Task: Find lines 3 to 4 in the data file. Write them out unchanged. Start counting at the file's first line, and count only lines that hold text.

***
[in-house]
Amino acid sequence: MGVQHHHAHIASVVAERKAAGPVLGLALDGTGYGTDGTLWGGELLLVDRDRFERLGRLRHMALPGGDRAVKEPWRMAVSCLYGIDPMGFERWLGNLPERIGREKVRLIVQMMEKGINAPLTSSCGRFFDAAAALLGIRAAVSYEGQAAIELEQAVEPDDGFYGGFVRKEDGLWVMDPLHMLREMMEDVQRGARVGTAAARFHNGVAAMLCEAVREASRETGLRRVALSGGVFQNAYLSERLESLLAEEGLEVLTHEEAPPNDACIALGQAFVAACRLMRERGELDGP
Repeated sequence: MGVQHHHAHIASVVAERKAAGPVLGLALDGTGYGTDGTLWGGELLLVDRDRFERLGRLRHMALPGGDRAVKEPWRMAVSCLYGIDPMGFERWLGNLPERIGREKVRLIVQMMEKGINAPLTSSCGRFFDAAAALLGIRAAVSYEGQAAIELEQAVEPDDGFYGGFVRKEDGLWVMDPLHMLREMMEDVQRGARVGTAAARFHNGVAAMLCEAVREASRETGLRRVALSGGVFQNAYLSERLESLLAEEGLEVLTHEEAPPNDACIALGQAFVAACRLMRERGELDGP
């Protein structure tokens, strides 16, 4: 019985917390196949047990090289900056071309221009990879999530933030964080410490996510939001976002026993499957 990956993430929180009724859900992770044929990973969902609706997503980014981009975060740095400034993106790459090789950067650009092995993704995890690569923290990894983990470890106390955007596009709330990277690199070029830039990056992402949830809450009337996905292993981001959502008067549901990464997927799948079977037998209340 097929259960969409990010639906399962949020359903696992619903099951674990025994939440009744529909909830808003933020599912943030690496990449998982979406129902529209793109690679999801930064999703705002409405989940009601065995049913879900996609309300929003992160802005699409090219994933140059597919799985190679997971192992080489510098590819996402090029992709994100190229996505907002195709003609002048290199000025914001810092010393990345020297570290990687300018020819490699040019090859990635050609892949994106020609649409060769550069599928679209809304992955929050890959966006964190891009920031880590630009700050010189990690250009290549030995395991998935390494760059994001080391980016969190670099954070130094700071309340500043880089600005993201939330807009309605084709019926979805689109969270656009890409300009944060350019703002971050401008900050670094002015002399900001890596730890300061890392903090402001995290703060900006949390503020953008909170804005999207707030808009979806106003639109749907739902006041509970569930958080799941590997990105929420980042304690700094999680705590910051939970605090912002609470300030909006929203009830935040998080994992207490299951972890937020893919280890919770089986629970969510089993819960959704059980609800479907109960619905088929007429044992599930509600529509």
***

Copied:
Repeated sequence: MGVQHHHAHIASVVAERKAAGPVLGLALDGTGYGTDGTLWGGELLLVDRDRFERLGRLRHMALPGGDRAVKEPWRMAVSCLYGIDPMGFERWLGNLPERIGREKVRLIVQMMEKGINAPLTSSCGRFFDAAAALLGIRAAVSYEGQAAIELEQAVEPDDGFYGGFVRKEDGLWVMDPLHMLREMMEDVQRGARVGTAAARFHNGVAAMLCEAVREASRETGLRRVALSGGVFQNAYLSERLESLLAEEGLEVLTHEEAPPNDACIALGQAFVAACRLMRERGELDGP
């Protein structure tokens, strides 16, 4: 019985917390196949047990090289900056071309221009990879999530933030964080410490996510939001976002026993499957 990956993430929180009724859900992770044929990973969902609706997503980014981009975060740095400034993106790459090789950067650009092995993704995890690569923290990894983990470890106390955007596009709330990277690199070029830039990056992402949830809450009337996905292993981001959502008067549901990464997927799948079977037998209340 097929259960969409990010639906399962949020359903696992619903099951674990025994939440009744529909909830808003933020599912943030690496990449998982979406129902529209793109690679999801930064999703705002409405989940009601065995049913879900996609309300929003992160802005699409090219994933140059597919799985190679997971192992080489510098590819996402090029992709994100190229996505907002195709003609002048290199000025914001810092010393990345020297570290990687300018020819490699040019090859990635050609892949994106020609649409060769550069599928679209809304992955929050890959966006964190891009920031880590630009700050010189990690250009290549030995395991998935390494760059994001080391980016969190670099954070130094700071309340500043880089600005993201939330807009309605084709019926979805689109969270656009890409300009944060350019703002971050401008900050670094002015002399900001890596730890300061890392903090402001995290703060900006949390503020953008909170804005999207707030808009979806106003639109749907739902006041509970569930958080799941590997990105929420980042304690700094999680705590910051939970605090912002609470300030909006929203009830935040998080994992207490299951972890937020893919280890919770089986629970969510089993819960959704059980609800479907109960619905088929007429044992599930509600529509």